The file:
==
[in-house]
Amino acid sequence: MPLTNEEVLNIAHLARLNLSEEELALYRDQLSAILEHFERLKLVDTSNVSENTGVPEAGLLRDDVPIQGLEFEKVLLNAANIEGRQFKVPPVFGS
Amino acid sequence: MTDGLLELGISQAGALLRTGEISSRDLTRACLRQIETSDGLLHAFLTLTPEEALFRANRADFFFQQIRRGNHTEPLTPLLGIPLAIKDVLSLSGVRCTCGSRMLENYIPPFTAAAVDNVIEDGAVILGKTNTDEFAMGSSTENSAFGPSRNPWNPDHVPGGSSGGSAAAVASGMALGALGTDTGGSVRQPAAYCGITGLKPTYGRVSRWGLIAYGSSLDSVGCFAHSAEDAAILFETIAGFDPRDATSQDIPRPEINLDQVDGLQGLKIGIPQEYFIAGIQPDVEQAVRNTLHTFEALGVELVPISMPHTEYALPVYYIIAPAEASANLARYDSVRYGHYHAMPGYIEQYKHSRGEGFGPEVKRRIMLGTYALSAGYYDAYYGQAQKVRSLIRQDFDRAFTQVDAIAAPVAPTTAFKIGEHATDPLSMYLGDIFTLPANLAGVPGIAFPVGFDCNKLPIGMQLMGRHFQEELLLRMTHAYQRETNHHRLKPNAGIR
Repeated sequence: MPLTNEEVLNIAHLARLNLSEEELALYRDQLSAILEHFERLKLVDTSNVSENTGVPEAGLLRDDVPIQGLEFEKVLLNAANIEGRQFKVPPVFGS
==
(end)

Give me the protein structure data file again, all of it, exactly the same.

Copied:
[in-house]
Amino acid sequence: MPLTNEEVLNIAHLARLNLSEEELALYRDQLSAILEHFERLKLVDTSNVSENTGVPEAGLLRDDVPIQGLEFEKVLLNAANIEGRQFKVPPVFGS
Amino acid sequence: MTDGLLELGISQAGALLRTGEISSRDLTRACLRQIETSDGLLHAFLTLTPEEALFRANRADFFFQQIRRGNHTEPLTPLLGIPLAIKDVLSLSGVRCTCGSRMLENYIPPFTAAAVDNVIEDGAVILGKTNTDEFAMGSSTENSAFGPSRNPWNPDHVPGGSSGGSAAAVASGMALGALGTDTGGSVRQPAAYCGITGLKPTYGRVSRWGLIAYGSSLDSVGCFAHSAEDAAILFETIAGFDPRDATSQDIPRPEINLDQVDGLQGLKIGIPQEYFIAGIQPDVEQAVRNTLHTFEALGVELVPISMPHTEYALPVYYIIAPAEASANLARYDSVRYGHYHAMPGYIEQYKHSRGEGFGPEVKRRIMLGTYALSAGYYDAYYGQAQKVRSLIRQDFDRAFTQVDAIAAPVAPTTAFKIGEHATDPLSMYLGDIFTLPANLAGVPGIAFPVGFDCNKLPIGMQLMGRHFQEELLLRMTHAYQRETNHHRLKPNAGIR
Repeated sequence: MPLTNEEVLNIAHLARLNLSEEELALYRDQLSAILEHFERLKLVDTSNVSENTGVPEAGLLRDDVPIQGLEFEKVLLNAANIEGRQFKVPPVFGS